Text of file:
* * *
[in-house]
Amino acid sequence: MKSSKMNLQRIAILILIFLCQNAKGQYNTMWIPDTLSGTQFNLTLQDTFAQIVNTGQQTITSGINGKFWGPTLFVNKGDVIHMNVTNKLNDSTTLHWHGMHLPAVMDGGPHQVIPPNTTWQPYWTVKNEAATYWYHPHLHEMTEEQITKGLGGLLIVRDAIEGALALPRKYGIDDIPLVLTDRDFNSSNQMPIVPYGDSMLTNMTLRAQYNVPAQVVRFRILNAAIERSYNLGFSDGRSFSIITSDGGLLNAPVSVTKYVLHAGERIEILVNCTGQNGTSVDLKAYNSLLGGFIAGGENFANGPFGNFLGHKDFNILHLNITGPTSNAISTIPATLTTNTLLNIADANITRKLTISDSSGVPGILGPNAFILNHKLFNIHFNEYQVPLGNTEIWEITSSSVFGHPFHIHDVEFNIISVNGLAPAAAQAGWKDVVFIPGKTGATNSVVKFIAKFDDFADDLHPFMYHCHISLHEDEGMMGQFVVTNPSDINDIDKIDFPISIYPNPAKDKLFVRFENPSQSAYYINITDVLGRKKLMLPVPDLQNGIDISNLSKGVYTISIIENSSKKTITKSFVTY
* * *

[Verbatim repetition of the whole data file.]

[in-house]
Amino acid sequence: MKSSKMNLQRIAILILIFLCQNAKGQYNTMWIPDTLSGTQFNLTLQDTFAQIVNTGQQTITSGINGKFWGPTLFVNKGDVIHMNVTNKLNDSTTLHWHGMHLPAVMDGGPHQVIPPNTTWQPYWTVKNEAATYWYHPHLHEMTEEQITKGLGGLLIVRDAIEGALALPRKYGIDDIPLVLTDRDFNSSNQMPIVPYGDSMLTNMTLRAQYNVPAQVVRFRILNAAIERSYNLGFSDGRSFSIITSDGGLLNAPVSVTKYVLHAGERIEILVNCTGQNGTSVDLKAYNSLLGGFIAGGENFANGPFGNFLGHKDFNILHLNITGPTSNAISTIPATLTTNTLLNIADANITRKLTISDSSGVPGILGPNAFILNHKLFNIHFNEYQVPLGNTEIWEITSSSVFGHPFHIHDVEFNIISVNGLAPAAAQAGWKDVVFIPGKTGATNSVVKFIAKFDDFADDLHPFMYHCHISLHEDEGMMGQFVVTNPSDINDIDKIDFPISIYPNPAKDKLFVRFENPSQSAYYINITDVLGRKKLMLPVPDLQNGIDISNLSKGVYTISIIENSSKKTITKSFVTY